A heavy-hitting group of investors including Dave McClure, Ilya Fushman, William Rosenzweig, Aki Sano and Tom Cole came together at “The New Food Chain: Investing in Food Startups” on August 10, 2011, for a discussion about the investment opportunities in the fast-growing food and technology space. The event was a combination of presentations, panels, and two-minute startup demos (all demos listed at the end of the post). It was exhilarating to hear from so many innovative food and technology entrepreneurs and, at the same event, listen to the views of investors looking to increase their investments in this space.
Physic Ventures Co-founder and Managing Director Will Rosenzweig kicked off the evening by talking about the impressive growth of the healthy food industry (7-10% CAGR, forecast to amount to $162B in 2012). Physic Ventures is a VC fund that invests in information technologies that help keep people healthy. Despite the attractiveness of the health food space, Rosenzweig also listed a lot of very real barriers to successful CPG food ventures:
Given these barriers to success in the manufacturing of healthy food, Physic believes there is significant opportunity in food and technology companies that enable healthy food consumption, specifically at home. Physic’s MBA intern Ella Merjanova spoke about Physic’s “Food@Home” project, with which Physic is attempting to define what our kitchens will look like and how they’ll operate in 2020. Physic also hopes to create and/or invest in the startup that will “own the kitchen of the future.”
In the food venture world, not enough attention has been paid, says Physic, to the way food is eaten at home. Of the approximately $115M invested thus far in US food technology startups, the majority has been directed to ventures in the eating-out/restaurant space. Physic is working to change that. They’ve broken down the at-home eating process into five main decisions, are mapping startup companies to each of these buckets, and are evaluating where the greatest opportunity lies.
Ilya Fushman from Khosla Ventures and Aki Sano of Cookpad joined Rosenzweig on an investor panel. Fushman believes the food and technology space is big, and will potentially have a huge impact on society. “We are looking for ideas that disrupt industry and that take out the middle man,” said Fushman. “We want to fund big ideas that have a technological advantage.” Aki Sano on the other hand, is looking to invest in technology that is directed at solving the societal problems of food, waste and energy scarcity.
David McLure of 500 Startups cautioned startups to be a capital effective business, and to be aware of the issues in scalability. “The barriers to entry are low,” reiterated McLure, “but it is much more difficult to scale up.” Angel investor Tom Cole also added a warning to startups: don’t overcapitalize. “If you take money from large funds, there is a lot of pressure to exit with a big sale. And maybe that is something you are not interested in.”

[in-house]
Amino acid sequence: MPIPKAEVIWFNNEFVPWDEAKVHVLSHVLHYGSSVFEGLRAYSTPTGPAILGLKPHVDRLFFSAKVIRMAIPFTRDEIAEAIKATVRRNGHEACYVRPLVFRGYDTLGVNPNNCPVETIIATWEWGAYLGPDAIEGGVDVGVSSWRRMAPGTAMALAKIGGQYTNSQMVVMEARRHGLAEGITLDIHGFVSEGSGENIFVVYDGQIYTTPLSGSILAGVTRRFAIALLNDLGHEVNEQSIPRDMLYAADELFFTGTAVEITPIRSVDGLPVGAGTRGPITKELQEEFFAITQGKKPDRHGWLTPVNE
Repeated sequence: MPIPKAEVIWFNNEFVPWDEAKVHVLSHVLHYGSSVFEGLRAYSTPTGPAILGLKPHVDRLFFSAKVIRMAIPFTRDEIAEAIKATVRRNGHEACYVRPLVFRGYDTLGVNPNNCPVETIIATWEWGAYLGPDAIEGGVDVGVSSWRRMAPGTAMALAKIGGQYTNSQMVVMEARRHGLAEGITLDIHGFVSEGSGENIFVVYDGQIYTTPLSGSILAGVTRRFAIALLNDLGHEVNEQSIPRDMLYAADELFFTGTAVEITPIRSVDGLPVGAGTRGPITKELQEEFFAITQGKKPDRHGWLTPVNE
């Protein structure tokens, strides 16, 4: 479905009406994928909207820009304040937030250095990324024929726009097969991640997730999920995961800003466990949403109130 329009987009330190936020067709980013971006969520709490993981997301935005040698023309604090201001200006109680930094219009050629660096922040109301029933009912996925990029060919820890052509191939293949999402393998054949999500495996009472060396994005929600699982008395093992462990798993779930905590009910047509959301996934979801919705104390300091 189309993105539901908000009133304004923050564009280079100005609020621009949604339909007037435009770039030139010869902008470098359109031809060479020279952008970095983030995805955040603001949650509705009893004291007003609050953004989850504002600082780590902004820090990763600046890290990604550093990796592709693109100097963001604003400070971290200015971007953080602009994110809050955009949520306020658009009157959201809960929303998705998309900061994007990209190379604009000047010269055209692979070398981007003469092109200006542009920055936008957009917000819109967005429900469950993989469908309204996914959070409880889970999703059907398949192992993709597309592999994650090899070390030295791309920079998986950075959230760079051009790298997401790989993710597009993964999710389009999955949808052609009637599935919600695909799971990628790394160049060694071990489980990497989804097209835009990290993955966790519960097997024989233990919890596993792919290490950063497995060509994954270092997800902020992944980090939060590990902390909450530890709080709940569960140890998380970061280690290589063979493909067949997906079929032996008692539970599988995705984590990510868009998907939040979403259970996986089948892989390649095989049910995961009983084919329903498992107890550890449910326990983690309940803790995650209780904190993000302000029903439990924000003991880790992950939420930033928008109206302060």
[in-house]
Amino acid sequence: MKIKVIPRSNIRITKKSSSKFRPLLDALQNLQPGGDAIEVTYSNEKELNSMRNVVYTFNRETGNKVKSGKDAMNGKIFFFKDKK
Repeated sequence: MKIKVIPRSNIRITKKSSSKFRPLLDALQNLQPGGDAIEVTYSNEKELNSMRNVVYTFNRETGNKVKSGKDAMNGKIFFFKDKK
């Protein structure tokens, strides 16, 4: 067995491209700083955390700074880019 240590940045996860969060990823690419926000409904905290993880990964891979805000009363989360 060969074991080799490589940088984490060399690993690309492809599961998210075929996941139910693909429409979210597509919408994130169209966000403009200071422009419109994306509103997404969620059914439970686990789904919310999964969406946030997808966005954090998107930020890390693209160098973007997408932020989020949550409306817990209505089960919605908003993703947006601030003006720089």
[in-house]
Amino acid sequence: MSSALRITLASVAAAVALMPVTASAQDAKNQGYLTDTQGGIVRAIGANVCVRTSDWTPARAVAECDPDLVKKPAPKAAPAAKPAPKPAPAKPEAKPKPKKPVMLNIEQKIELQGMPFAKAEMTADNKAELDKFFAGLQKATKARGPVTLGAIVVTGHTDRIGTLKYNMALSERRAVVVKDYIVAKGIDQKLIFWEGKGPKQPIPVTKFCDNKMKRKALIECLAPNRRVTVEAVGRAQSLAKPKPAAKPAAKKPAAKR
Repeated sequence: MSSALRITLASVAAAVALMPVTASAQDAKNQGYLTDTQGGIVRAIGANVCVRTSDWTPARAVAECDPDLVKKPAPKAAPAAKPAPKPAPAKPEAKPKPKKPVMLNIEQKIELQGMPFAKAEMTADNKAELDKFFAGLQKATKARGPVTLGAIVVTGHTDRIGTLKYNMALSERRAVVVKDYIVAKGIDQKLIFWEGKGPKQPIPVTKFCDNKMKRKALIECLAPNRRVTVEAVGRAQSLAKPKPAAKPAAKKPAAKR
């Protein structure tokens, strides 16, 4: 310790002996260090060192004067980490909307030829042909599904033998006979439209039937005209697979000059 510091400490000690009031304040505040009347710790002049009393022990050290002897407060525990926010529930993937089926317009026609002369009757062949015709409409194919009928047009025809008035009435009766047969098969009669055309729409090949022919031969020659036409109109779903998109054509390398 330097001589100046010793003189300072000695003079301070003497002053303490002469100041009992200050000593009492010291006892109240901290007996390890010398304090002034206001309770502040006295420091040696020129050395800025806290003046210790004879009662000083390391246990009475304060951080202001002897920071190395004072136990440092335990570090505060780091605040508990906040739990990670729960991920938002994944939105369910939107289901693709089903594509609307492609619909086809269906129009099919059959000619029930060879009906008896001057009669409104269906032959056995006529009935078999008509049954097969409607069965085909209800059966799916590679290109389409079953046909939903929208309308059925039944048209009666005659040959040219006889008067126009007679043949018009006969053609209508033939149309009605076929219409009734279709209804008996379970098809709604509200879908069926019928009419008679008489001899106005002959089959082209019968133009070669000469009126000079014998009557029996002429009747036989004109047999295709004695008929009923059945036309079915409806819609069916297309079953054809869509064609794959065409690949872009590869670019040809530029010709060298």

Another panel entitled, “Taking Lessons from Corporate Food Brands – Trends in Innovation for Startups,” featured Michael Hammer, Director of VC Strategy at Pepsico, Andrew Pederson, Global Sustainability Chocolate Manager (awesome title) at Mars. This panel focused on what big brands are doing to improve the healthfulness of their products. Michael Hammer, Director of VC Strategy at Pepsico, explained, “We’re looking of for salt reduction technologies and new crystal methods, for salt that is, not crystal meth.” Thanks for the clarification. The overall message was that big companies like Pepsi and Mars are looking for unconventional partnerships with smaller companies that can help them achieve their health and sustainability goals. What that means in the long run it is hard to say.
Chefs from Google spoke on the topic of “Corporate Wellness: Feeding Next Year’s Innovators” and continued to impress me with all the cool things they’re doing to accomplish their company-wide goal of “having the healthiest workforce on the planet by 2020.” They’re doing tons of research on their food purchasing, which has created surprising results. For example, they’ve found that buying rice bran oil from Southeast Asia is actually the most sustainable, least carbon-intensive, and lowest cost option, even though it’s not local. Google started the first “Community Supported Fishery” (CSF) to enable employees to bring home sustainable seafood to cook with their families, and they’re expanding the Community Supported Food to Go program (“Google Green Grocer”) to include grass-fed beef and produce. So cool.
Also, check out the sites of all the startups who demoed:
A version of this post originally appeared on Edible Startups.
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